Variables created in a function are on the stack and go away when the function ends.
When we need to have a lot of data in RAM we use the malloc() function to grab a chunk of memory that is not on the stack. It’s in what we all the heap. This is memory that is available to your program but is not automatically allocated for you. We have to do this memory allocation our selves. When we are done with it we have to free() it up ourselves, too.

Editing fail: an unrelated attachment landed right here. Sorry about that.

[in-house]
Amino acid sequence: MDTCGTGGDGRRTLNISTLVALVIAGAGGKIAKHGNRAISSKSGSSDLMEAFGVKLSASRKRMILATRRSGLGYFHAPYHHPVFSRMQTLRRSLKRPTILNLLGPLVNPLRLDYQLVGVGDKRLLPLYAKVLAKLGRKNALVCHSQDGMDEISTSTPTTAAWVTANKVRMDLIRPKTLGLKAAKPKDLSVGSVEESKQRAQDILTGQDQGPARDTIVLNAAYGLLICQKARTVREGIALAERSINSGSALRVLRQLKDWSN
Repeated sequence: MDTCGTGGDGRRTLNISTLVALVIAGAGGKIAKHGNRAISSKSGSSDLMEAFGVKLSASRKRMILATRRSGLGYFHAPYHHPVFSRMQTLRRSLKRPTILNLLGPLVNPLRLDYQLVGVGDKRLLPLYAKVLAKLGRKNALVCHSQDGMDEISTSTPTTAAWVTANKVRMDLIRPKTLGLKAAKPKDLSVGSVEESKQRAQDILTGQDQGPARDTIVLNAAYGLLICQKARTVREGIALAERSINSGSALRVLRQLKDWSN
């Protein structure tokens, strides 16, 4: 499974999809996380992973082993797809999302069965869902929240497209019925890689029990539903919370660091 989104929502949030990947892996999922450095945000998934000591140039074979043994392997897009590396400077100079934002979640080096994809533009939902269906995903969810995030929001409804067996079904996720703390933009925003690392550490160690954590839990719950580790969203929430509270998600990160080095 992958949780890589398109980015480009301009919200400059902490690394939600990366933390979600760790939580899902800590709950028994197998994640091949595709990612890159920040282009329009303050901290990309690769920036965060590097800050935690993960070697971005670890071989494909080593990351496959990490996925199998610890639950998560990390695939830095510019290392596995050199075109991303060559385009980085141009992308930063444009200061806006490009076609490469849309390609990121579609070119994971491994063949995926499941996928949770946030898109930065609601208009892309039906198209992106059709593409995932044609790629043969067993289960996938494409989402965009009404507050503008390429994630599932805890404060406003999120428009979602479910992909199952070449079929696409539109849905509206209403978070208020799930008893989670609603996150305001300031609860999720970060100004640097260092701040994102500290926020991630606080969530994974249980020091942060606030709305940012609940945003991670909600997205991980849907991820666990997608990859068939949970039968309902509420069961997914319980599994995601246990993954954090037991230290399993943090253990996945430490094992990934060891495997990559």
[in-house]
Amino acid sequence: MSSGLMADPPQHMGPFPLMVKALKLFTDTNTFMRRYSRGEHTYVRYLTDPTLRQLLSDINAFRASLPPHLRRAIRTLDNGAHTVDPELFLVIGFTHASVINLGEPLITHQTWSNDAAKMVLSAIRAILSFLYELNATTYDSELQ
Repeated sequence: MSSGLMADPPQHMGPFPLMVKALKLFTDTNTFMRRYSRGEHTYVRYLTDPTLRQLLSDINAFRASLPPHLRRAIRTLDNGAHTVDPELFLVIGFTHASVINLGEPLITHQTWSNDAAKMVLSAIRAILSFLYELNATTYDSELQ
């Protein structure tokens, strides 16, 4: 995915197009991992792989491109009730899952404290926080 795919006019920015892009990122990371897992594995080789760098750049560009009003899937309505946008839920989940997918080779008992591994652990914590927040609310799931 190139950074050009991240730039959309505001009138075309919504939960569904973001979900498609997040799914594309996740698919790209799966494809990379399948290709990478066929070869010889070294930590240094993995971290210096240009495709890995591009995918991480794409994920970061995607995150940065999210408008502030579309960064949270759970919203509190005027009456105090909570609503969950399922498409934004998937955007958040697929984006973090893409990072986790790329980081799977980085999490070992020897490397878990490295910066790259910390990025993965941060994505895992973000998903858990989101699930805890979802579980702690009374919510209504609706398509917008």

We can put structs on the heap, too.
Let’s look at this line more closely.
First declare a pointer to our struct:
Next, get the size of what a variable of our struct will be.
Now grab some memory that can hold our struct.
This is called a cast. We need this so that the memory we get back from malloc can be used with our type.
This concept is really important when we start learning about objects. (Like in chapter 13)